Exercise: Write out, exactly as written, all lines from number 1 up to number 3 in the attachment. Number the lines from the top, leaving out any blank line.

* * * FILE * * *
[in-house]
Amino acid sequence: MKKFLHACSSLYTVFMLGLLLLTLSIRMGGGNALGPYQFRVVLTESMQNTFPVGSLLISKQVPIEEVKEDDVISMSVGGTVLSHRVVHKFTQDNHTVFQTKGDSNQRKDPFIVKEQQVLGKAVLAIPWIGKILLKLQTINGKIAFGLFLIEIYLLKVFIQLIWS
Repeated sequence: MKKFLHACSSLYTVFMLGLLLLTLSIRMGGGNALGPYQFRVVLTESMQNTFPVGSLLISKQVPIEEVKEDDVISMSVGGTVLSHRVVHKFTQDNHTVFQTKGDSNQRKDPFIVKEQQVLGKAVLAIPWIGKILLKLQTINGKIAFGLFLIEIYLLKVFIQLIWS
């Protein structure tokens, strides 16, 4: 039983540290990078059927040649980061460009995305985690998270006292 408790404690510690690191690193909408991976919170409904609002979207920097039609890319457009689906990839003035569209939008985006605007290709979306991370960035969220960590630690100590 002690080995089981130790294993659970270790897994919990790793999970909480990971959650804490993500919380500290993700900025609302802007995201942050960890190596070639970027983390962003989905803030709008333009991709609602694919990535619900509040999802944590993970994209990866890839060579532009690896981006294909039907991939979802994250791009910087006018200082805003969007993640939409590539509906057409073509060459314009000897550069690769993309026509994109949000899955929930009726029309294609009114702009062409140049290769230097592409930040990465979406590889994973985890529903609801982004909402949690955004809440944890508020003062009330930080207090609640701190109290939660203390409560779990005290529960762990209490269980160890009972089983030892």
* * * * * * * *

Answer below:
[in-house]
Amino acid sequence: MKKFLHACSSLYTVFMLGLLLLTLSIRMGGGNALGPYQFRVVLTESMQNTFPVGSLLISKQVPIEEVKEDDVISMSVGGTVLSHRVVHKFTQDNHTVFQTKGDSNQRKDPFIVKEQQVLGKAVLAIPWIGKILLKLQTINGKIAFGLFLIEIYLLKVFIQLIWS
Repeated sequence: MKKFLHACSSLYTVFMLGLLLLTLSIRMGGGNALGPYQFRVVLTESMQNTFPVGSLLISKQVPIEEVKEDDVISMSVGGTVLSHRVVHKFTQDNHTVFQTKGDSNQRKDPFIVKEQQVLGKAVLAIPWIGKILLKLQTINGKIAFGLFLIEIYLLKVFIQLIWS